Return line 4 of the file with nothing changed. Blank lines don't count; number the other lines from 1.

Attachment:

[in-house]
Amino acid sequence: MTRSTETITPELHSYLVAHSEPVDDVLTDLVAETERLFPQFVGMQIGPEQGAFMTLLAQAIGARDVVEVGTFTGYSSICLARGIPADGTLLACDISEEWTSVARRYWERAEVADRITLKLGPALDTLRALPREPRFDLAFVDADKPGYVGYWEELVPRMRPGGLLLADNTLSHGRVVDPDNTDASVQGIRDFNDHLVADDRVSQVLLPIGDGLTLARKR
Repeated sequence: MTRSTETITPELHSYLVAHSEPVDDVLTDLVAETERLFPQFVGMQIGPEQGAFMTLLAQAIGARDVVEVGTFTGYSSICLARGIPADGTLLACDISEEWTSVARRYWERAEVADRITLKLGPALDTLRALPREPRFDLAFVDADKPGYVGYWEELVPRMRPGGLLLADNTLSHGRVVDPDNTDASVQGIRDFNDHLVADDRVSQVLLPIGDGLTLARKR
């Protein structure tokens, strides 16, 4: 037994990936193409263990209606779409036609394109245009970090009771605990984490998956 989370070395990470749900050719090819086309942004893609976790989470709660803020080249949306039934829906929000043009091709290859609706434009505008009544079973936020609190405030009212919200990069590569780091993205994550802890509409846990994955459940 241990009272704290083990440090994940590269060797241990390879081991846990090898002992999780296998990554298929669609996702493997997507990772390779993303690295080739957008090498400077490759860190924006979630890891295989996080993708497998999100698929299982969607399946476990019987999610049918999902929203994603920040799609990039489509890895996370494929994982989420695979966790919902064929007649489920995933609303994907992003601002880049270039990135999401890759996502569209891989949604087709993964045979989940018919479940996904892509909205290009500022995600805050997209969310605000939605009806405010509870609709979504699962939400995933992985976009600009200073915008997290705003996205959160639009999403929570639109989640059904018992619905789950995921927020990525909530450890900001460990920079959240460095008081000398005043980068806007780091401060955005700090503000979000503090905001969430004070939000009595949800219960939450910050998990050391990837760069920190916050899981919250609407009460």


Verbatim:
């Protein structure tokens, strides 16, 4: 037994990936193409263990209606779409036609394109245009970090009771605990984490998956 989370070395990470749900050719090819086309942004893609976790989470709660803020080249949306039934829906929000043009091709290859609706434009505008009544079973936020609190405030009212919200990069590569780091993205994550802890509409846990994955459940 241990009272704290083990440090994940590269060797241990390879081991846990090898002992999780296998990554298929669609996702493997997507990772390779993303690295080739957008090498400077490759860190924006979630890891295989996080993708497998999100698929299982969607399946476990019987999610049918999902929203994603920040799609990039489509890895996370494929994982989420695979966790919902064929007649489920995933609303994907992003601002880049270039990135999401890759996502569209891989949604087709993964045979989940018919479940996904892509909205290009500022995600805050997209969310605000939605009806405010509870609709979504699962939400995933992985976009600009200073915008997290705003996205959160639009999403929570639109989640059904018992619905789950995921927020990525909530450890900001460990920079959240460095008081000398005043980068806007780091401060955005700090503000979000503090905001969430004070939000009595949800219960939450910050998990050391990837760069920190916050899981919250609407009460």